“In order to see birds it is necessary to become a part of the silence.” - Robert Lynd
Many cultures have been fascinated by birdsong with some choosing to imitate it and others choosing to study it. A lot of scientists wonder why birds sing. To study birdsong, they can represent the calls graphically and, with the help of graphics, we can sometimes better understand birdsong.
So why do birds sing?
The Scientific Reasons for Birdsong
When it comes to making sounds with their mouths, birds don’t have the same organs as humans. While we use our larynx and vocal cords to sing or speak, birds use an organ known as the syrinx.
The syrinx is like a small ball and can be found on the interior of the trachea.
This gives birds two “voices”. Scientists have studied this phenomenon and worked out how they can produce two sets of sounds.
There are two fine membranes attached to the syrinx that allows the birds to make two sounds at once.
Birdsong can reach up to 110 decibels, which is a similar volume to a car horn. Birds need to be heard from a distance. After all, they sometimes need to communicate with other members of their species across vast distances and also need to be heard over all the noises of other birds.
Why Do Birds Sing in the Morning?
As you may have noticed, birds are particularly noisy in the morning. They wake up at dawn and start singing, which is arguably one of the nicest things about being awake that early.
Most birds sing in the morning to mark their territory. Swallows, for example, will sing at dawn, especially when they’ve returned following migration to let others know that their nest is now occupied. Generally, it’s the males who sing more loudly than the females as they sing to both mark territory and to attract females.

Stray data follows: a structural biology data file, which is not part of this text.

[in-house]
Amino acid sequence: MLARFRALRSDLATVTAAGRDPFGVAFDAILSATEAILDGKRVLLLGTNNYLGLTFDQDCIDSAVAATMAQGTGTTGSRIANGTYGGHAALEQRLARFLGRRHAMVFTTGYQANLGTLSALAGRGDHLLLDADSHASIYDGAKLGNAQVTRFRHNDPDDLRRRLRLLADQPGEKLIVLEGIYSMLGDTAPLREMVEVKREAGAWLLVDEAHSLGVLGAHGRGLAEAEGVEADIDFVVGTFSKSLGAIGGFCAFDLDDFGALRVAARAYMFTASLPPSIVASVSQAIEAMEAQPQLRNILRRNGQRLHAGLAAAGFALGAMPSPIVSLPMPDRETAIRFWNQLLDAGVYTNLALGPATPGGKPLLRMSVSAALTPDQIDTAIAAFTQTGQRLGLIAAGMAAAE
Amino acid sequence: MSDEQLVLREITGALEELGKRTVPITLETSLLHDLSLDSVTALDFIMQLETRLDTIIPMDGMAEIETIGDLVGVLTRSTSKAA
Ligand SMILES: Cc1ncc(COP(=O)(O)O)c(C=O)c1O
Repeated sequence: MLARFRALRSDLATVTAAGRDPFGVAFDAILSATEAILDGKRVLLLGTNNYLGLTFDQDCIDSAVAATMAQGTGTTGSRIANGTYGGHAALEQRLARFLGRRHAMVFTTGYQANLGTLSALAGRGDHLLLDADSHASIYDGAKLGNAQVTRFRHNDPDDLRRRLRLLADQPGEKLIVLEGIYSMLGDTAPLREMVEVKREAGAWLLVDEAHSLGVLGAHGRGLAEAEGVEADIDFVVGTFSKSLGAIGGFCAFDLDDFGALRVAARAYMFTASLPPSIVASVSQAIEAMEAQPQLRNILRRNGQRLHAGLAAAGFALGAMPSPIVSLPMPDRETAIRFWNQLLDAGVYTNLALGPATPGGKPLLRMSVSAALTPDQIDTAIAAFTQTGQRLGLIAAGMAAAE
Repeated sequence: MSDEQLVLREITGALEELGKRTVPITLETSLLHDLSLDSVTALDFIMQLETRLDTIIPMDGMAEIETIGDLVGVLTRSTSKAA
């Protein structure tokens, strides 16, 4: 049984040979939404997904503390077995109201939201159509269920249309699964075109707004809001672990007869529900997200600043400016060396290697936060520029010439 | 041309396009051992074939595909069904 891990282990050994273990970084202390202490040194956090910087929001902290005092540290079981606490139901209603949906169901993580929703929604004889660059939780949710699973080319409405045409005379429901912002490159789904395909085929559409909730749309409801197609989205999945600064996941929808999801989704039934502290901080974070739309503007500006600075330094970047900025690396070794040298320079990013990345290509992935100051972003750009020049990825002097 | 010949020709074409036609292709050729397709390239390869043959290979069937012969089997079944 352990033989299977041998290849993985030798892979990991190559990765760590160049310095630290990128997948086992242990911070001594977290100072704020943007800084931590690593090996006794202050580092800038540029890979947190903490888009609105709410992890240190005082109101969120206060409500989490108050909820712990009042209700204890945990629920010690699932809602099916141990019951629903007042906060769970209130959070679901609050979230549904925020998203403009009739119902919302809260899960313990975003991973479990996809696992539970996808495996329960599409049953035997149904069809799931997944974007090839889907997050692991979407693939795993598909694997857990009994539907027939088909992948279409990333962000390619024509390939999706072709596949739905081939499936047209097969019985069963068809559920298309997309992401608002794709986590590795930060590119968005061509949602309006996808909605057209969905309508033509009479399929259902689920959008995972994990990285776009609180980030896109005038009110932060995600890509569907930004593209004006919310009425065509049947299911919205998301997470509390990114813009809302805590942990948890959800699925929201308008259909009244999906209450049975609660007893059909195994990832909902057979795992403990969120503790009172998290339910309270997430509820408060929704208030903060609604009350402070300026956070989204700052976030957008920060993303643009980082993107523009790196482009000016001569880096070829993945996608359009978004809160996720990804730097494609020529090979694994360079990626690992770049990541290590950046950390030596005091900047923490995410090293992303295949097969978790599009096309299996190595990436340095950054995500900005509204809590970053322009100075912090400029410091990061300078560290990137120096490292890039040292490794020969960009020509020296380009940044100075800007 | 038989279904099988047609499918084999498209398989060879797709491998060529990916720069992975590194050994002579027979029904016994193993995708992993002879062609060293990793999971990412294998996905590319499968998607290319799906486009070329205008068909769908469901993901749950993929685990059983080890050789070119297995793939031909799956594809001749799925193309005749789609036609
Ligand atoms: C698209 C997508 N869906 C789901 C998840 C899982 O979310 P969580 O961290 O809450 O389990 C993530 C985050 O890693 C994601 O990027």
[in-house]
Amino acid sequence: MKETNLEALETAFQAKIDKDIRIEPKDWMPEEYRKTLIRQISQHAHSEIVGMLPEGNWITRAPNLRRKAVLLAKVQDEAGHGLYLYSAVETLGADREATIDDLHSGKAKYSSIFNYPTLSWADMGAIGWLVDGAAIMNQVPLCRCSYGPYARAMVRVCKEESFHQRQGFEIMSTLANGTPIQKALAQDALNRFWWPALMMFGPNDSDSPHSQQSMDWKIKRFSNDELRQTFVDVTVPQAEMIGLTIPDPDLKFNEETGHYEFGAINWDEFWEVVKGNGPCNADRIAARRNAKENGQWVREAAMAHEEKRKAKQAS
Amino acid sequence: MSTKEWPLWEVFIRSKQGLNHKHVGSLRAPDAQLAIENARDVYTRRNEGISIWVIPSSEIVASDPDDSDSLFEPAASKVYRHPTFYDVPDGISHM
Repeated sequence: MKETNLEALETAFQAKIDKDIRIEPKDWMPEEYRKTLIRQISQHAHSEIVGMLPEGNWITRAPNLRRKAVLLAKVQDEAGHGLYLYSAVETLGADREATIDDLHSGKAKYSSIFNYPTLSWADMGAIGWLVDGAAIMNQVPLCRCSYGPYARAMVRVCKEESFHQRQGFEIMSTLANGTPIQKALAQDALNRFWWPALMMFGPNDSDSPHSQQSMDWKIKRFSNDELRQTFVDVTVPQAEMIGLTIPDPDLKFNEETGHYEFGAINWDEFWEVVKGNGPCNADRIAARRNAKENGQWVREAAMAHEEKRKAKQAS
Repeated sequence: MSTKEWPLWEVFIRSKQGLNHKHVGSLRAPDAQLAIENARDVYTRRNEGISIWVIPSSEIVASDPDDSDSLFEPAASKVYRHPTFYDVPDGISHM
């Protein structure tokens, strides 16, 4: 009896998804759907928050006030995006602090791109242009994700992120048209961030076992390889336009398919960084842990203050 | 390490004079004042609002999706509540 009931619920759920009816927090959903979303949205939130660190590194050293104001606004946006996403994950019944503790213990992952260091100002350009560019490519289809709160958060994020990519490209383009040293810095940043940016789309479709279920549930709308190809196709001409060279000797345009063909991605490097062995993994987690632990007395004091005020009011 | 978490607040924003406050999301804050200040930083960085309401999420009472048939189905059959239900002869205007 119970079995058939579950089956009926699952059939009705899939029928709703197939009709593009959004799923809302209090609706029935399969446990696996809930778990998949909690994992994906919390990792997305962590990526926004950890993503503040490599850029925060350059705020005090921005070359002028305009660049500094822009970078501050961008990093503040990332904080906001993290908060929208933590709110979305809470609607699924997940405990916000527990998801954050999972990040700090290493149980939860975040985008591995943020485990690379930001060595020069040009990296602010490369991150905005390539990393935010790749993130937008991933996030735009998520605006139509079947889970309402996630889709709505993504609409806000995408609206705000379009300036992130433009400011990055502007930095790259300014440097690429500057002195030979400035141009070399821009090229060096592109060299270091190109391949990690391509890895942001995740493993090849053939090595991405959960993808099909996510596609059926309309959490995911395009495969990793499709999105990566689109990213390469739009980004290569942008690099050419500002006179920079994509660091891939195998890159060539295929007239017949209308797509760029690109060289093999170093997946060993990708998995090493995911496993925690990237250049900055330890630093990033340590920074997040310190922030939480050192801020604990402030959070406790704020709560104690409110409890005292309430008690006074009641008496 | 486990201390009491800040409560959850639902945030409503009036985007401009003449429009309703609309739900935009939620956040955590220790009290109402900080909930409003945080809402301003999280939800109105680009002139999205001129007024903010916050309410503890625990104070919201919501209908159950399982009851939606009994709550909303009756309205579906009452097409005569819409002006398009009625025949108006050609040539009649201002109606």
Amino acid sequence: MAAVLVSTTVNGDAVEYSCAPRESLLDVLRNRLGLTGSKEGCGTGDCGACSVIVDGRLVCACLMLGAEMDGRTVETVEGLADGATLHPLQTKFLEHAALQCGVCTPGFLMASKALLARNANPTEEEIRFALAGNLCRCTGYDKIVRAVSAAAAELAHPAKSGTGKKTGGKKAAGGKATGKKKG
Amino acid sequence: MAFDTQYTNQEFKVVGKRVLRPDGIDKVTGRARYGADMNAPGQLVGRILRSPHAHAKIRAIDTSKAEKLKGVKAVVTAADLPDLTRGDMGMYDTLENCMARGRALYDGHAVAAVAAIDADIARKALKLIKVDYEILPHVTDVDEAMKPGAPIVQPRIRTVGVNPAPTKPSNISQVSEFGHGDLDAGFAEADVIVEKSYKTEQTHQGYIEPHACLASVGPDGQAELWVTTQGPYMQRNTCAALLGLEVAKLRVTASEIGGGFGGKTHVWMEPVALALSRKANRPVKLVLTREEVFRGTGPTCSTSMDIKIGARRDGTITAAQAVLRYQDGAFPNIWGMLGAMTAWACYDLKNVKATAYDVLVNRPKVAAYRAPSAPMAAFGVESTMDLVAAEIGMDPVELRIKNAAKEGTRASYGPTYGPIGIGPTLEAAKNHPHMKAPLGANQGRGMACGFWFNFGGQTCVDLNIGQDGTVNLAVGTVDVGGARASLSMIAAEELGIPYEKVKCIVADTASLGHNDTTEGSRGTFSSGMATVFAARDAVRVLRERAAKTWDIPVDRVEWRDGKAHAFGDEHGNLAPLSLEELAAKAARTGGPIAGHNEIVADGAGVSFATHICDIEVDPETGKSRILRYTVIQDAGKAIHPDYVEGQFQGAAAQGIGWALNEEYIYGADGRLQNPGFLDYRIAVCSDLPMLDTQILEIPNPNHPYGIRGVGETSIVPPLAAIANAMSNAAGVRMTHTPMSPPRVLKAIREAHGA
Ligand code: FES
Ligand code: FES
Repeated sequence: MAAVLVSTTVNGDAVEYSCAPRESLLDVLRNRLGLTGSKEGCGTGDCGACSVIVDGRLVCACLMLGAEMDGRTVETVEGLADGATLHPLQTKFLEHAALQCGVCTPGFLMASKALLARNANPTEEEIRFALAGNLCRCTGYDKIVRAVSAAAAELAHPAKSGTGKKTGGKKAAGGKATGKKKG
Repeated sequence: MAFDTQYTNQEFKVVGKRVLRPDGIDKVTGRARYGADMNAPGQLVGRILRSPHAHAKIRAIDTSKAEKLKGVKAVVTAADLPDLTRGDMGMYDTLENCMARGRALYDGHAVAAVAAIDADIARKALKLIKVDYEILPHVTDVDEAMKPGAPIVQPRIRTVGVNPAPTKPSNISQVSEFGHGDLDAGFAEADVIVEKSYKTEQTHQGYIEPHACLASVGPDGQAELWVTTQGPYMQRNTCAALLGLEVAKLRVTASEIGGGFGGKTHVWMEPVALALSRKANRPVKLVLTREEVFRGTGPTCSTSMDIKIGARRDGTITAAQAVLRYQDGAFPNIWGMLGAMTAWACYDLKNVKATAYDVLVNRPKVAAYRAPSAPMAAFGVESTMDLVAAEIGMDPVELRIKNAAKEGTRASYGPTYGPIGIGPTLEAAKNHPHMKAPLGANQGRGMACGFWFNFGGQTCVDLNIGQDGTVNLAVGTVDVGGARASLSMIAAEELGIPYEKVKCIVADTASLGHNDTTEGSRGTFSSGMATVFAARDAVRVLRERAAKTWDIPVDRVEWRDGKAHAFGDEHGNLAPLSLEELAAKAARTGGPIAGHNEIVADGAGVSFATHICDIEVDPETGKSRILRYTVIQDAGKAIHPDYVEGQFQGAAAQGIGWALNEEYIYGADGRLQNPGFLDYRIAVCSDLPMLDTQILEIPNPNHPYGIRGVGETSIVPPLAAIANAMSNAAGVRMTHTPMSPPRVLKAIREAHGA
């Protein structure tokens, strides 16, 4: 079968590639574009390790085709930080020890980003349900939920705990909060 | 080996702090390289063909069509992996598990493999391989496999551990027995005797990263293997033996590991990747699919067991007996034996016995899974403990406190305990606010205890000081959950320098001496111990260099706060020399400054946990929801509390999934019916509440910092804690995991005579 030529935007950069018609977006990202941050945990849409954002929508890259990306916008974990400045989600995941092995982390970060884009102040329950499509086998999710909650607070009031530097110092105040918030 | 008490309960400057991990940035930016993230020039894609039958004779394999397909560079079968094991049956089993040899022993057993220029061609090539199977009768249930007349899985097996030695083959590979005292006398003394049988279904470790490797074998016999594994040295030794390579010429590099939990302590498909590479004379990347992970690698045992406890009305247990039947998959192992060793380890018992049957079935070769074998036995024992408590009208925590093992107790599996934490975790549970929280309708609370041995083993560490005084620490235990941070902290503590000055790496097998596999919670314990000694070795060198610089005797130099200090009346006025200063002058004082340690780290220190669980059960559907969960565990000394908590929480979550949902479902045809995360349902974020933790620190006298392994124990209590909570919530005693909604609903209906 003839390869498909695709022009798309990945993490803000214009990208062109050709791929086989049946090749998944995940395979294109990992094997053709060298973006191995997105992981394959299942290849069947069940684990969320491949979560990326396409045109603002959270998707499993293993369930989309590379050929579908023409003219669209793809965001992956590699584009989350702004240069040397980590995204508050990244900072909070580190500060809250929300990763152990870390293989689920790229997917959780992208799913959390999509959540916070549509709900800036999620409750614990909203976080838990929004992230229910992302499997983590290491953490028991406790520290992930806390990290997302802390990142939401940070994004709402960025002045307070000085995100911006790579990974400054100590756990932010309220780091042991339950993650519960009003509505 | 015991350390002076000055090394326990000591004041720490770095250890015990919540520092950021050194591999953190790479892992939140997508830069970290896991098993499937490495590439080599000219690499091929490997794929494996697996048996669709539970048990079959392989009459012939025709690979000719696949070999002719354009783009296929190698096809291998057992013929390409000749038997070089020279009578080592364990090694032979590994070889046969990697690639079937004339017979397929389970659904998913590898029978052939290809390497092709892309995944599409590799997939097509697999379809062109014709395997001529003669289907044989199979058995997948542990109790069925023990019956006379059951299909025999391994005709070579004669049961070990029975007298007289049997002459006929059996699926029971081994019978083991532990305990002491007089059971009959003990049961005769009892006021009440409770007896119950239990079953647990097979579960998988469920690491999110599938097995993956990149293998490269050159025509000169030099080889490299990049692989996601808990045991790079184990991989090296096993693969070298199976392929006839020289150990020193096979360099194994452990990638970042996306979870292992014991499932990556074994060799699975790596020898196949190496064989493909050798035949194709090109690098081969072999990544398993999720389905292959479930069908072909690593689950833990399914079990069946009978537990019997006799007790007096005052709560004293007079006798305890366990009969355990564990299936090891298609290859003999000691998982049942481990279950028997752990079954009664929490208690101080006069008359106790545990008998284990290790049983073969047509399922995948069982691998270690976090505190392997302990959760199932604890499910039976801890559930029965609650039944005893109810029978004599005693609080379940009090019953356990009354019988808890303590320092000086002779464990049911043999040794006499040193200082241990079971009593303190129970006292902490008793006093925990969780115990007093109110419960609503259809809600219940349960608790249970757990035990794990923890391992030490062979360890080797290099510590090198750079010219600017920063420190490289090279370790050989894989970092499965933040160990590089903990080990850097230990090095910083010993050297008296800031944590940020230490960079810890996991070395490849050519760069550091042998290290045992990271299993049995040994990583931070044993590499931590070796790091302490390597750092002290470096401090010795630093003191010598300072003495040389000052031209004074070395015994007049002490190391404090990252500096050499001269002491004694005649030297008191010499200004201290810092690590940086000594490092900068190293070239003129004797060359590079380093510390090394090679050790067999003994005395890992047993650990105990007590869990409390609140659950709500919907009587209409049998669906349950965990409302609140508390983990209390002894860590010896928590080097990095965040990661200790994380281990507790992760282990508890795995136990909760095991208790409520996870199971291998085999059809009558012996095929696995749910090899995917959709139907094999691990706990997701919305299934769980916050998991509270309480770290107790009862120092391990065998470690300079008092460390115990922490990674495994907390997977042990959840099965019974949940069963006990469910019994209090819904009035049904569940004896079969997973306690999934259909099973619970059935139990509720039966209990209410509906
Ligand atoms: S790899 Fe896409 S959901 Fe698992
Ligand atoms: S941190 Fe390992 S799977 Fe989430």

There’s also another reason why birds sing in the morning; the sun is quite low and the meteorological conditions are ideal for spreading sound. The low temperatures and gentle breezes will help the sound carry in other directions.
Birds also sing in the morning because they’re busy throughout the day looking for food and building nests.
How Do Birds Make Themselves Heard?
When you hear birdsong, it can be difficult to work out which bird is making which call amongst the noise of all the other birds. However, if you listen carefully, you can often hear that there's a sort of rhythm amongst the cacophony of birdsong. Males will often wait for a pause in the noise to make their call. After all, you can be heard better when everyone else is quiet.
This results in a sort of hierarchy amongst the birds with the loudest at the top. The quieter birds have to wait their turn to sing.
Scientists have also observed that birds will alter their calls according to their environment. A bird in a forest will often find itself surrounded by foliage. While the leaves may dampen the sound, they can also use them to their advantage. They can strategically use them to echo the sound of their call. This allows them to project their song further and be heard better. Birds in fields, for example, will use shorter calls.
Being heard is an essential part of a bird’s survival and most birds have adapted to be heard as well as possible.